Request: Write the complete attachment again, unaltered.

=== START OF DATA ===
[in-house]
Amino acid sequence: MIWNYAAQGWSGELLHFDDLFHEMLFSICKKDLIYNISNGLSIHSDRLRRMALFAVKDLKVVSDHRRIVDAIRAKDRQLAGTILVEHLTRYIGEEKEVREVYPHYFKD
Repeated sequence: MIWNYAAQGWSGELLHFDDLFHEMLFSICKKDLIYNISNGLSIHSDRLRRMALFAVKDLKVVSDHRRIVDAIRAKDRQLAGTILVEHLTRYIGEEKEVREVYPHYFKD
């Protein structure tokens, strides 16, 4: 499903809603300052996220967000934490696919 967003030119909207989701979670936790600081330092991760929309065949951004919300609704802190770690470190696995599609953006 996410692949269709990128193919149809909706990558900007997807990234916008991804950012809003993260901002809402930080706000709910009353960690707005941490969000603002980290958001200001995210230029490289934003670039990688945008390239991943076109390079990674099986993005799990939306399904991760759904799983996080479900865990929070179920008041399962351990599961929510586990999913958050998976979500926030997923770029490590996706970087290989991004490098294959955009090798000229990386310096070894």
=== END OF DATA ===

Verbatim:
[in-house]
Amino acid sequence: MIWNYAAQGWSGELLHFDDLFHEMLFSICKKDLIYNISNGLSIHSDRLRRMALFAVKDLKVVSDHRRIVDAIRAKDRQLAGTILVEHLTRYIGEEKEVREVYPHYFKD
Repeated sequence: MIWNYAAQGWSGELLHFDDLFHEMLFSICKKDLIYNISNGLSIHSDRLRRMALFAVKDLKVVSDHRRIVDAIRAKDRQLAGTILVEHLTRYIGEEKEVREVYPHYFKD
């Protein structure tokens, strides 16, 4: 499903809603300052996220967000934490696919 967003030119909207989701979670936790600081330092991760929309065949951004919300609704802190770690470190696995599609953006 996410692949269709990128193919149809909706990558900007997807990234916008991804950012809003993260901002809402930080706000709910009353960690707005941490969000603002980290958001200001995210230029490289934003670039990688945008390239991943076109390079990674099986993005799990939306399904991760759904799983996080479900865990929070179920008041399962351990599961929510586990999913958050998976979500926030997923770029490590996706970087290989991004490098294959955009090798000229990386310096070894």